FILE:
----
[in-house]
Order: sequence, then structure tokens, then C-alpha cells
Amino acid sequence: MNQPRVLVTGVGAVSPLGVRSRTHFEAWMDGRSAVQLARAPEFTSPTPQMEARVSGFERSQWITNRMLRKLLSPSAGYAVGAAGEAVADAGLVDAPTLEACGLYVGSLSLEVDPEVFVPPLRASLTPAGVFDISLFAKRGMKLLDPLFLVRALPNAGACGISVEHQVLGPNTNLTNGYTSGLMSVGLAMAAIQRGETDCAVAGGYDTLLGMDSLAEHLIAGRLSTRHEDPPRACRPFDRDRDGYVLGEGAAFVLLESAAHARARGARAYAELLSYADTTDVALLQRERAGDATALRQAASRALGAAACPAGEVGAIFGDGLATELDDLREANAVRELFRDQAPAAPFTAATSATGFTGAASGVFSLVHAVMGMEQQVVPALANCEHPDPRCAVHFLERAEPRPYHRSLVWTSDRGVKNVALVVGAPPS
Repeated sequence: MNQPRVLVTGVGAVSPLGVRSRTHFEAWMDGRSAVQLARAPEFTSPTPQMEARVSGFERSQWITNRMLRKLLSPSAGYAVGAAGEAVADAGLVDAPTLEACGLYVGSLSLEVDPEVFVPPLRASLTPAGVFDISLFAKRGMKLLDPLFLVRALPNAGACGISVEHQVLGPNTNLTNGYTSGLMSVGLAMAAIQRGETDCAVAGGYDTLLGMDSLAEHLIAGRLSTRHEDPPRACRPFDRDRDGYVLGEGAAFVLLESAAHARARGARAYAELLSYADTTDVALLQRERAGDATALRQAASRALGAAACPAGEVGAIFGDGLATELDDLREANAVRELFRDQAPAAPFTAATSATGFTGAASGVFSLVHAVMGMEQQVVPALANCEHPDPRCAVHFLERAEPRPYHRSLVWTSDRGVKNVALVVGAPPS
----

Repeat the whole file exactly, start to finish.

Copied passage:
[in-house]
Order: sequence, then structure tokens, then C-alpha cells
Amino acid sequence: MNQPRVLVTGVGAVSPLGVRSRTHFEAWMDGRSAVQLARAPEFTSPTPQMEARVSGFERSQWITNRMLRKLLSPSAGYAVGAAGEAVADAGLVDAPTLEACGLYVGSLSLEVDPEVFVPPLRASLTPAGVFDISLFAKRGMKLLDPLFLVRALPNAGACGISVEHQVLGPNTNLTNGYTSGLMSVGLAMAAIQRGETDCAVAGGYDTLLGMDSLAEHLIAGRLSTRHEDPPRACRPFDRDRDGYVLGEGAAFVLLESAAHARARGARAYAELLSYADTTDVALLQRERAGDATALRQAASRALGAAACPAGEVGAIFGDGLATELDDLREANAVRELFRDQAPAAPFTAATSATGFTGAASGVFSLVHAVMGMEQQVVPALANCEHPDPRCAVHFLERAEPRPYHRSLVWTSDRGVKNVALVVGAPPS
Repeated sequence: MNQPRVLVTGVGAVSPLGVRSRTHFEAWMDGRSAVQLARAPEFTSPTPQMEARVSGFERSQWITNRMLRKLLSPSAGYAVGAAGEAVADAGLVDAPTLEACGLYVGSLSLEVDPEVFVPPLRASLTPAGVFDISLFAKRGMKLLDPLFLVRALPNAGACGISVEHQVLGPNTNLTNGYTSGLMSVGLAMAAIQRGETDCAVAGGYDTLLGMDSLAEHLIAGRLSTRHEDPPRACRPFDRDRDGYVLGEGAAFVLLESAAHARARGARAYAELLSYADTTDVALLQRERAGDATALRQAASRALGAAACPAGEVGAIFGDGLATELDDLREANAVRELFRDQAPAAPFTAATSATGFTGAASGVFSLVHAVMGMEQQVVPALANCEHPDPRCAVHFLERAEPRPYHRSLVWTSDRGVKNVALVVGAPPS